CS professor and Institute for Computational Engineering and Sciences member Robert van de Geijn has been recognized for his research into linear algebra library development with the 2016 Peter O’Donnell Distinguished Researcher Award.
Van de Geijn’s research involves using linear algebra—the core of scientific computing—to understand and improve how software runs on high-performance computers.
“We look at the patterns in the algorithms that make up software and study the science, the system behind those algorithms,” van de Geijn said. “High performance is the goal because people would be upset if we ran on the big machines at the Texas Advanced Computing Center at a fraction of their peak performance.”
These linear algebra libraries choose algorithms that are best suited for running on a given high-performance computer to make other programs run faster and use less energy. These features make them useful to industry and research alike. The approach also has the benefit of generating programs that are mathematically proven to be correct, said Maggie Myers, van de Geijn’s wife and a lecturer in UTCS.
“Just like you mathematically prove a theorem correct, you prove the program correct,” van de Geijn added. “It’s actually the creation of the proof that gives you the program.”
The computing industry, including Intel, HP, Texas Instruments, Movidius, and AMD, uses libraries developed by van de Geijn and his research group to improve their own products.
Timothy Mattson, a senior principal engineer at Intel, says that efficient computers depend on having linear algebra libraries that run quickly. To make sure Intel’s libraries are up to speed, they compare them with van de Geijn’s.
“Basically, we come out with a new release of our math libraries, Robert would beat them with his own [libraries], and then our math library group would figure out what he did and update our software,” Mattison said. “It’s been a healthy rivalry over the year.”
Improving efficiency is good for business, but it’s also vital for computational research. Devin Matthews, a post-doctoral researcher working with van de Geijn and UT chemistry professor John Stanton, is using the BLIS linear algebra library to develop codes that describe chemical reactions at the quantum level. An important part of this work is computing tensor contractions, an operation that is fundamental to calculations of the kinetic and thermodynamic properties of molecules.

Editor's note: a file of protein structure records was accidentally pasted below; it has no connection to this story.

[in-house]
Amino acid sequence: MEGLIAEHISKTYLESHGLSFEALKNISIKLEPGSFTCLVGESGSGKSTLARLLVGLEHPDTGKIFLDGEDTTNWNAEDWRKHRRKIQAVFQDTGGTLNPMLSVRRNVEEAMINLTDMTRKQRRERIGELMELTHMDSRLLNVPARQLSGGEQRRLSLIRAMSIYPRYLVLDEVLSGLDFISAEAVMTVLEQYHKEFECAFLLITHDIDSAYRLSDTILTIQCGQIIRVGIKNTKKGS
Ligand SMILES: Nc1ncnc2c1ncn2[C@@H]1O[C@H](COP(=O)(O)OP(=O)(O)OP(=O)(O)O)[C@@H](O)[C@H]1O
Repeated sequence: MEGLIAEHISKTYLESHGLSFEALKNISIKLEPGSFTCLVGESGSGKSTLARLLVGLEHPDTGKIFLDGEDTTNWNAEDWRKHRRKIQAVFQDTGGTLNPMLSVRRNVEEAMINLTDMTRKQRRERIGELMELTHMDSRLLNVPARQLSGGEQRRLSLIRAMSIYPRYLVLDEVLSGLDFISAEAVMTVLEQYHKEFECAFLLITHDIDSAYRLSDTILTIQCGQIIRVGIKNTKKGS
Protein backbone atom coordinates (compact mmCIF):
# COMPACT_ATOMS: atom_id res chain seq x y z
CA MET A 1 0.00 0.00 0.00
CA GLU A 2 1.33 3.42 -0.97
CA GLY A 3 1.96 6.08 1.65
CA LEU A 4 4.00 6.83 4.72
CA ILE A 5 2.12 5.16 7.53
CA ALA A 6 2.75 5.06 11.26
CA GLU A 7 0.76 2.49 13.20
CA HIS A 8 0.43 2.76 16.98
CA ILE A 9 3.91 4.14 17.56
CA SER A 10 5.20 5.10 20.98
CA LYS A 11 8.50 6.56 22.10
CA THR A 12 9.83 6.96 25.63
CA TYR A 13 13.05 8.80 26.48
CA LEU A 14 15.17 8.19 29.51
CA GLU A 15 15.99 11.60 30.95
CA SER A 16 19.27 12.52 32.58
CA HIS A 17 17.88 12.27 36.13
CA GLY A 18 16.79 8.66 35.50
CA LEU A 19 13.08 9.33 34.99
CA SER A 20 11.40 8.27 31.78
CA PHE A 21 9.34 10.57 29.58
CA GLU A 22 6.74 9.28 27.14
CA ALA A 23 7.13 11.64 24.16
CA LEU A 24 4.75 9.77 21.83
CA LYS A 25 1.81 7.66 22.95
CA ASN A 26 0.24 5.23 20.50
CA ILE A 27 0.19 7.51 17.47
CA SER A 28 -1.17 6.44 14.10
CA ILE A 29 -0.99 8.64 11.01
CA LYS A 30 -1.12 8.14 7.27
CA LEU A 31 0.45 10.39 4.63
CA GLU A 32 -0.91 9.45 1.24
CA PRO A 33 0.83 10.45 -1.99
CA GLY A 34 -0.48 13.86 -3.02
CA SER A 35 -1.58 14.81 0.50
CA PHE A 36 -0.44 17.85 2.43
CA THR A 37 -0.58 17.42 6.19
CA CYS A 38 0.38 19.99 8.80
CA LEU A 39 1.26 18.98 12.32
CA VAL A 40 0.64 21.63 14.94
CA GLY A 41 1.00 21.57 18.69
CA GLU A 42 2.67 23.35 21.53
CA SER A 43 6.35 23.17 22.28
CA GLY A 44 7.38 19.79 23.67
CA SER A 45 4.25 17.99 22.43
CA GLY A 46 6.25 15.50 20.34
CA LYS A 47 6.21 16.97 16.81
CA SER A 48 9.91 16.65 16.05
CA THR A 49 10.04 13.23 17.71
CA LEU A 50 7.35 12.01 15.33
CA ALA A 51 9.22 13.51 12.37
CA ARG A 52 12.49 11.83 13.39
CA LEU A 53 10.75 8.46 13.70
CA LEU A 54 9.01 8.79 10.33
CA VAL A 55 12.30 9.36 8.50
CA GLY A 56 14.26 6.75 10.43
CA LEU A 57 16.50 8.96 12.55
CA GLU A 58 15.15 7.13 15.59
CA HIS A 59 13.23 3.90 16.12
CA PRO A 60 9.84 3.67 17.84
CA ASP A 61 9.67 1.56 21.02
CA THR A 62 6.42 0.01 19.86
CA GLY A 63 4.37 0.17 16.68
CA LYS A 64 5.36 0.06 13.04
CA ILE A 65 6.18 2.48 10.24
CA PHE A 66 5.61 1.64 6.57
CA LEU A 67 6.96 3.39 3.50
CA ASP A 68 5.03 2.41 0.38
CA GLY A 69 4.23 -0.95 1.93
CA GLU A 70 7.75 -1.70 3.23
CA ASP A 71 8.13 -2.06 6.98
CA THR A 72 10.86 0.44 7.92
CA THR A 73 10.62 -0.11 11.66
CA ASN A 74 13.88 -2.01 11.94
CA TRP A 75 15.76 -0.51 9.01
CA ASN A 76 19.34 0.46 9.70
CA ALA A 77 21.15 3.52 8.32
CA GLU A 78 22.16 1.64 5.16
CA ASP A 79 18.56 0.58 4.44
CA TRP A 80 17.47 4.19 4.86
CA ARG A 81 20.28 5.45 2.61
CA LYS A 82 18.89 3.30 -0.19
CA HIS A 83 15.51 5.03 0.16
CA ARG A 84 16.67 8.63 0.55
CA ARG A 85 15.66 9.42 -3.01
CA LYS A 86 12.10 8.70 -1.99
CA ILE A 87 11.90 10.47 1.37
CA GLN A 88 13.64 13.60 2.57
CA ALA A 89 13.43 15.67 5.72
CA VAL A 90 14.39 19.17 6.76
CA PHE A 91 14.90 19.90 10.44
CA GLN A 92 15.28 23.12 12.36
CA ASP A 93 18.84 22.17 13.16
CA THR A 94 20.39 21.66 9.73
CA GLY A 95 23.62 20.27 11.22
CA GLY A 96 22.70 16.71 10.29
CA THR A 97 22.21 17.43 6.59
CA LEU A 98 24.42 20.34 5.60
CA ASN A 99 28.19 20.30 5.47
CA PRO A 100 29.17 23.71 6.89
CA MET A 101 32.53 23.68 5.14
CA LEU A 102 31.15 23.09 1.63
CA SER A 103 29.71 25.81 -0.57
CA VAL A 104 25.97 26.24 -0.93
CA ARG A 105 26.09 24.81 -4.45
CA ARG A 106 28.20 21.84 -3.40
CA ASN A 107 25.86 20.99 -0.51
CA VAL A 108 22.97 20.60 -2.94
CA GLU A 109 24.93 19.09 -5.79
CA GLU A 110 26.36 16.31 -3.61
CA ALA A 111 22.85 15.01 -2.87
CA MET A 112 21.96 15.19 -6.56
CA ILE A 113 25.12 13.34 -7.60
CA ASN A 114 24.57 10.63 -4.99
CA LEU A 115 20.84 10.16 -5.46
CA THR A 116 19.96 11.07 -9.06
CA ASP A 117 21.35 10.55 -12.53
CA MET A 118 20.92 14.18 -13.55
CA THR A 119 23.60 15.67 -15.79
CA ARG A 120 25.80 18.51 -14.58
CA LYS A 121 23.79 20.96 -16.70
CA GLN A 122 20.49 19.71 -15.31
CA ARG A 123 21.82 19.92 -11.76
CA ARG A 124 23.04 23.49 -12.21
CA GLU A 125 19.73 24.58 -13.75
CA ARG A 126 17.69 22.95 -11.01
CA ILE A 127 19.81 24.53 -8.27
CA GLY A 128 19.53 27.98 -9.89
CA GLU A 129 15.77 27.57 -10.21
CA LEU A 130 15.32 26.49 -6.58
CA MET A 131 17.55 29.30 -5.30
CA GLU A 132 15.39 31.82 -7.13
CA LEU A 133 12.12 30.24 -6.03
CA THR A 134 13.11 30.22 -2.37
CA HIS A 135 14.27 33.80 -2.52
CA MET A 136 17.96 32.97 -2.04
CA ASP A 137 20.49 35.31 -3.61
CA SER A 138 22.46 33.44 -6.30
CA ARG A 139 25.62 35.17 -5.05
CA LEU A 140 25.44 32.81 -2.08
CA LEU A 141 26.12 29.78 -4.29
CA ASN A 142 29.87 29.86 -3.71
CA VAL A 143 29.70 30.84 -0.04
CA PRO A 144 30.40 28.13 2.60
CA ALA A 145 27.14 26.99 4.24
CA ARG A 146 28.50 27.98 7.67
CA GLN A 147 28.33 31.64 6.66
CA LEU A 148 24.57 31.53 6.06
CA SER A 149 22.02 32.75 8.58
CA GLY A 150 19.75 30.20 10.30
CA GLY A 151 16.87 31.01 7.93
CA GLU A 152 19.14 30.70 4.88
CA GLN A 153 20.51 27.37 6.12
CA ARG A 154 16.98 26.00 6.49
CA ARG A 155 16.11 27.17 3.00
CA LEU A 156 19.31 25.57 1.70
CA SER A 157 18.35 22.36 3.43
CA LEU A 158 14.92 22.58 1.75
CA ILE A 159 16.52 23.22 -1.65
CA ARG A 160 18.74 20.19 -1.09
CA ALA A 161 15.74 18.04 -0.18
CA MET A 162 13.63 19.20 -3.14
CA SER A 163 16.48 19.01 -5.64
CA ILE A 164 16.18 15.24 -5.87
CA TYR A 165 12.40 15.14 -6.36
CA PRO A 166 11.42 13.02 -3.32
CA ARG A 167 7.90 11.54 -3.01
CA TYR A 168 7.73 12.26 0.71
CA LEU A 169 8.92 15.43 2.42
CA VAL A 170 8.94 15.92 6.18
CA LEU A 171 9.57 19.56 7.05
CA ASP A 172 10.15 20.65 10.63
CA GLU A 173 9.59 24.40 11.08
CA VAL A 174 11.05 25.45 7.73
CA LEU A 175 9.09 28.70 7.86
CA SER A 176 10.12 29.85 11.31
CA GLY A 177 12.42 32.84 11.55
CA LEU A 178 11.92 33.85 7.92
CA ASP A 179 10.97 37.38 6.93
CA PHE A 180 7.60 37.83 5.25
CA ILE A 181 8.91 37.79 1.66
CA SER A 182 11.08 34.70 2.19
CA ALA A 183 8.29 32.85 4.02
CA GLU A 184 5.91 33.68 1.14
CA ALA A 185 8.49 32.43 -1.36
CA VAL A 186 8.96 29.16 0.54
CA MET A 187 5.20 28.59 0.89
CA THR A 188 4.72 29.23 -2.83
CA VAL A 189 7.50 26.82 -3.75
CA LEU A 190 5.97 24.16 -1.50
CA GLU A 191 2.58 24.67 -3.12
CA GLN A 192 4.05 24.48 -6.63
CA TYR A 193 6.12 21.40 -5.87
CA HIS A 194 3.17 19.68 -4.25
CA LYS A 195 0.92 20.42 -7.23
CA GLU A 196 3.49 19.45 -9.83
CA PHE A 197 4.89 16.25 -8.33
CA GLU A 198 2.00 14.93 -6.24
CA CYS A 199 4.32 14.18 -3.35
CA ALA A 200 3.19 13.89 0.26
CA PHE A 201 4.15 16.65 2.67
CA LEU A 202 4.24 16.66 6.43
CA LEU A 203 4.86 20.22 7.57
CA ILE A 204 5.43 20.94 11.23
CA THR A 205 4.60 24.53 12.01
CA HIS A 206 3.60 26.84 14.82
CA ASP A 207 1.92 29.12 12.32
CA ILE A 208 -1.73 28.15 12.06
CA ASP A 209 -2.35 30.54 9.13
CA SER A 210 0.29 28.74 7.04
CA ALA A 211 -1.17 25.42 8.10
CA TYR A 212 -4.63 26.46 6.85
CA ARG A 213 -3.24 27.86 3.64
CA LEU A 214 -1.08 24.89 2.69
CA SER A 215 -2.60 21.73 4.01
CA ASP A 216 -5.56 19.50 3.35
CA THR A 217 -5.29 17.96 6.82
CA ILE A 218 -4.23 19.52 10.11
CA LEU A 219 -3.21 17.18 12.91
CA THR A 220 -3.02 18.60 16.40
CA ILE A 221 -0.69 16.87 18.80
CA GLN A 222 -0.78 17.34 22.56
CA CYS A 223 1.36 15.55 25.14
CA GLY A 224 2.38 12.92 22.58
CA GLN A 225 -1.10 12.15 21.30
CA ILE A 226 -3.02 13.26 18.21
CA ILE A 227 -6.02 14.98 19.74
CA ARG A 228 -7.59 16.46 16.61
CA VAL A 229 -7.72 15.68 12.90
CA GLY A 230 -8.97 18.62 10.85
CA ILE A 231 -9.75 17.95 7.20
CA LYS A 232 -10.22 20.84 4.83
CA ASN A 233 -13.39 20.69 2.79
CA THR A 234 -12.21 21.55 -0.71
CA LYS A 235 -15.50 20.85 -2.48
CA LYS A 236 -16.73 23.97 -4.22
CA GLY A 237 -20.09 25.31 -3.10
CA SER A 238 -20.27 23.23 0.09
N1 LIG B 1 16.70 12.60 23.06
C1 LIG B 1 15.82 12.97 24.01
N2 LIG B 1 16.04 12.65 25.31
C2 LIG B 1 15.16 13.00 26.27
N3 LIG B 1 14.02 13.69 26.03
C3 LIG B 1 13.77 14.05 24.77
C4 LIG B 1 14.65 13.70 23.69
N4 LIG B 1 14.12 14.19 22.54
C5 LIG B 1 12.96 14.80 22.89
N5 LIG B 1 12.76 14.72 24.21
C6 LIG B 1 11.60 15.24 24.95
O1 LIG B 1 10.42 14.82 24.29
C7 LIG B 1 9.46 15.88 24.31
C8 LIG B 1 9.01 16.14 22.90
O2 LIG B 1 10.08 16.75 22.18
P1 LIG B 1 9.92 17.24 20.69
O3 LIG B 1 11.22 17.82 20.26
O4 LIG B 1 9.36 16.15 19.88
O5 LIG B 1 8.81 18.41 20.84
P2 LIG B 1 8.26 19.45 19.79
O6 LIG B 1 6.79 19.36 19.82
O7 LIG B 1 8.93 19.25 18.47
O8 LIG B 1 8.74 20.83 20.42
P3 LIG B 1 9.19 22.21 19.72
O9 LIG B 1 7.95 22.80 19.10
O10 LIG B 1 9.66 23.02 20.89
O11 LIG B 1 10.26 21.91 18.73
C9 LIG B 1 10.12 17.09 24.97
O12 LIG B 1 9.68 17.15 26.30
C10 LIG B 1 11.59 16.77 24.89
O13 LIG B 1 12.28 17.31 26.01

“It turns out you can take certain pieces of it and substitute it out, one piece here, one piece there, and you go straight to tensor contraction,” Matthews said. “So that’s a direct and very visible benefit to chemistry there. What people were doing before took thousands and thousands of lines of code.”
In 2013 van de Geijn and Myers started bringing linear algebra research to larger audience through their MOOC, or massive open online course. The course, “Linear Algebra—Foundations to Frontiers,” has been taught once a year since 2013. The goal of the course is to teach people how the mathematics of linear algebra relates to how algorithms can be programmed.
“We really wanted to teach people how to program for correctness, which is what our research is all about. So I viewed this first MOOC that we created as a step toward that,” van de Geijn said.
Creating the class was a huge undertaking that involved writing a 900-page textbook and filming 270 video lectures. It was an effort that involved the whole family, van de Geijn said.
“We spent Christmas here. It was a family affair and an unreal amount of work,” van de Geijn said.
But the effort paid off. The class has 4.5 out of 5 stars on edX, the online platform where the classes are offered, and the page is full of positive reviews. One in particular sums up the qualities that the Peter O’Donnell Distinguished Research Award seeks to recognize. It reads:
“This course was so amazing, excellent motivation, presentation and exercises (to get insights and intuition). The staff was very active in the discussion forum. This course was like a dream, this was a free high quality education. Really guys I don't know how to thank you, you should so proud for what you offer."